SOCHI, Russia — The announcer in the Shayba Arena was trying to pump up the crowd between periods of yet another Olympic women’s hockey mismatch, though her heart didn’t really seem to be in it.
“It’s 5-0,” she yelled in a voice that echoed across the ice. “But you never know what is going to happen.”
Actually, in women’s hockey you usually do. The script is a familiar one for anyone who has watched the sport, and nobody is going to deviate from it at the Olympics.
The two most powerful teams in the sport will beat everyone put in front of them. Most of those games — save for the ones in this Olympics against Finland — will be lopsided routs, the outcome determined from the moment the teams take center ice.
And the U.S. and Canada will play for Olympic gold.
Nearly two decades after women’s hockey made its Olympic debut in Nagano, the sport remains stuck in a rut. The names of the countries that fill up the eight-team tournament differ slightly every four years, but the ones at the top never seem to change.
The only drama Monday when the U.S. played Switzerland came late in the game, and that was only because the Americans came close to scoring in double digits in a 9-0 win. The only reason it was that close was that the Swiss have a goalie who played at Northeastern and has a knack for gobbling up the puck.
A few nights earlier, goalie Florence Schelling raised her arms in triumph as she left the ice, savoring the only kind of victory the Swiss were going to get against Canada — a moral one. Canada won 5-0, but Schelling sparkled in goal, stopping another 64 shots the Canadians threw her way.
“Without her it’s maybe 15-0,” said Canada’s Hayley Wickenheiser, who goes back to the 1998 Winter Games in Nagano and is the all-time leading Olympic goal scorer with 17.
Asked afterward what his team wanted to do against the United States, Switzerland coach Rene Kammerer had lowered expectations.
“Against the U.S. we want to score,” he said.
That didn’t happen; in fact the Swiss never came close to sniffing a goal. Even when Switzerland had an advantage on a power play in the second period, the U.S. mostly controlled the puck while playing four against five.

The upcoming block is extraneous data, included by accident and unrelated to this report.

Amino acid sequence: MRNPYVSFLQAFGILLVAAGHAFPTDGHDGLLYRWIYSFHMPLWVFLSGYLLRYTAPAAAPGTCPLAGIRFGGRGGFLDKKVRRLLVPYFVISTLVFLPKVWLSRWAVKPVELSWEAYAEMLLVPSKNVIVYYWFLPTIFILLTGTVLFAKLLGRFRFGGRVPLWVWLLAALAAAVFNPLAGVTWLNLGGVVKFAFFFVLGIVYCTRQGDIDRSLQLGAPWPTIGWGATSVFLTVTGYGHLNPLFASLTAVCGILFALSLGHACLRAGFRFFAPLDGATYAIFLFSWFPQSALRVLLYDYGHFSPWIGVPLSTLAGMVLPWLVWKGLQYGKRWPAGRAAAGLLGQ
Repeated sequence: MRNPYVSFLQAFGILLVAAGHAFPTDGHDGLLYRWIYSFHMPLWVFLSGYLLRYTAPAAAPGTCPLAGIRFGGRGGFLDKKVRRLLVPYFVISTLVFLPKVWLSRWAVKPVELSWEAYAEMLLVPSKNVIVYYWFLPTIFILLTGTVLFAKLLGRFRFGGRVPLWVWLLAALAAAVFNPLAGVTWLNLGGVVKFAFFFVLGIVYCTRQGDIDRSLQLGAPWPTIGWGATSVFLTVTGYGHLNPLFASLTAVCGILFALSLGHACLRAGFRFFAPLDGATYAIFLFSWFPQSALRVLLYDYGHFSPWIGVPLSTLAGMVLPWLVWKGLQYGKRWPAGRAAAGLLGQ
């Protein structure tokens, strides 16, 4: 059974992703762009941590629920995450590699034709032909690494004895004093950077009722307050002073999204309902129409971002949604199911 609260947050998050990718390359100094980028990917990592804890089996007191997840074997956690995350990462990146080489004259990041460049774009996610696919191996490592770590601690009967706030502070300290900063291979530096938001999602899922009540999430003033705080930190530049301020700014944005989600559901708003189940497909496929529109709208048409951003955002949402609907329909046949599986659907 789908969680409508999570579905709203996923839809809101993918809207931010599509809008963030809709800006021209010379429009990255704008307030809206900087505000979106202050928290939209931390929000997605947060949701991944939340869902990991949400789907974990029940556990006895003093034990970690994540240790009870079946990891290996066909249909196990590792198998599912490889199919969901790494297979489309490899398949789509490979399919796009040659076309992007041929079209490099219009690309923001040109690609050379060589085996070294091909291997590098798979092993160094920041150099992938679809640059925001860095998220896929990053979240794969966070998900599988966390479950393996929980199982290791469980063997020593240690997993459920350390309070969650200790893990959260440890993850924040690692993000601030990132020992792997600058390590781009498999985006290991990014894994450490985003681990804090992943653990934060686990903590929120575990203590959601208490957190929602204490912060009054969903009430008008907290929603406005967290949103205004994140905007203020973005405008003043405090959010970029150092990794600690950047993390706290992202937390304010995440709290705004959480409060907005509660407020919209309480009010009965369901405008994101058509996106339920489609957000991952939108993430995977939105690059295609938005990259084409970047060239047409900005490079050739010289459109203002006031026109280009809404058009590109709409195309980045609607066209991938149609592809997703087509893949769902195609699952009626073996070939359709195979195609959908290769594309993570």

Little wonder that former IOC President Jacques Rogge warned after the debacle that was women’s hockey four years ago in Vancouver that “We cannot continue without improvement.”
The only surprise in Vancouver came after Canada beat the U.S. 2-0 for the gold medal and the Canadians came back on the ice afterward to guzzle beer, swig from bottles of champagne and smoke victory cigars.
It was Canada against the U.S., of course, because it always is Canada against the U.S when it really matters. The two countries have won all four golds, three silvers and a bronze at the Olympics, and no other nation has ever made the title game in the world championships.
That kind of dominance is what made the IOC get rid of baseball and softball in the Summer Olympics. But in the Winter Games the teams help pad the number of female Olympians, who still trail males by a large margin.
Take away 168 hockey players and there would be only 990 female athletes in Sochi compared to 1,712 men.
Just why the U.S. and Canada are so much better than other teams is simple to explain. They train year around, play together year around, and come from countries where hockey is part of the sports culture. A handful of other countries throw teams together for tournaments, but often it’s like putting a small college football team in against the Seattle Seahawks.
“People need to be patient,” U.S. coach Katey Stone said. “There have been tremendous strides made in the sport of women’s ice hockey. And I think we should talk less about what if the gap is big versus how are we going to continue to close the gap because I think it’s closing.”
In the case of one country, it just might be. Finland has been competitive so far in Sochi, losing to the U.S. 3-1 in their opening game and giving Canada a bit of a game Monday, losing 3-0 though being badly outshot. Finland was put in the same bracket as the U.S. and Canada while most of the weaker teams were put in the opposite bracket in an effort to limit blowouts.
Still, games like that give other countries some hope they might one day catch up, and gives those who love the game and believe that it can be every bit as entertaining and competitive as the men’s tournament some ammunition to make their case.
Their hope it won’t be long before the Shayba Arena announcer will be right: When the women’s teams meet you never really know what will happen.
Tim Dahlberg is a national sports columnist for The Associated Press. Write to him at firstname.lastname@example.org or http://twitter.com/timdahlberg